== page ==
Origin of medlar
Examples from the Web for medlar
Other fairly common fruit trees are the quince and loquat, or Japanese medlar.Notes on Agriculture in Cyprus and Its Products|William Bevan
In the medlar the core (or true pericarp) is of a stony hardness, while the outer succulent covering is open at the summit.
The fruit may be eaten after it has begun to decay, as in the case of the Medlar.Wayside and Woodland Trees|Edward Step
Not at all: Witwoud grows by the knight like a medlar grafted on a crab.The Way of the World|William Congreve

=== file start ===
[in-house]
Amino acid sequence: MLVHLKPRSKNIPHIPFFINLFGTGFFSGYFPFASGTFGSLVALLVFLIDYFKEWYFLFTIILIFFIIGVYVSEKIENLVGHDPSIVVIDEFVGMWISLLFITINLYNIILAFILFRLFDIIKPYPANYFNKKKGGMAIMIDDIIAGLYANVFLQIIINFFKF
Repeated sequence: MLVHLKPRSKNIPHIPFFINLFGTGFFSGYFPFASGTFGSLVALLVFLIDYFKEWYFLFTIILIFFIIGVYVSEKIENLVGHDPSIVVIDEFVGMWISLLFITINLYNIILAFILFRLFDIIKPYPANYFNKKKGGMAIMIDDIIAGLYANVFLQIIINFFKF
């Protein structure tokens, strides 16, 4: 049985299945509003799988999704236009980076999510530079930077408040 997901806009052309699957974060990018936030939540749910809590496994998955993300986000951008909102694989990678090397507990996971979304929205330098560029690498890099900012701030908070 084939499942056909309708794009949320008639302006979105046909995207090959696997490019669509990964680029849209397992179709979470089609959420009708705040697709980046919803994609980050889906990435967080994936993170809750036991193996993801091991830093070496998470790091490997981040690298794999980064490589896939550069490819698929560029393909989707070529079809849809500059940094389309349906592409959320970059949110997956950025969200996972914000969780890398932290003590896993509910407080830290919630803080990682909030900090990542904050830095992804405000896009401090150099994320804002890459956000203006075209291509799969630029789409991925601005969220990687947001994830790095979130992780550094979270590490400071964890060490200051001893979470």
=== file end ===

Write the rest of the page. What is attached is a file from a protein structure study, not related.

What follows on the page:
The Dutch Medlar is most prized, as it bears the largest fruit.Gardening for the Million|Alfred Pink
British Dictionary definitions for medlar
Word Origin for medlar
Word Origin and History for medlar
"small fruit-bearing tree," mid-14c. (in reference to the fruit itself), from Old French medler, variant of mesple, from Latin mespila "fruit of the medlar," from Greek mespilion, a foreign word of unknown origin. The Old English name was openærs, literally "open-arse."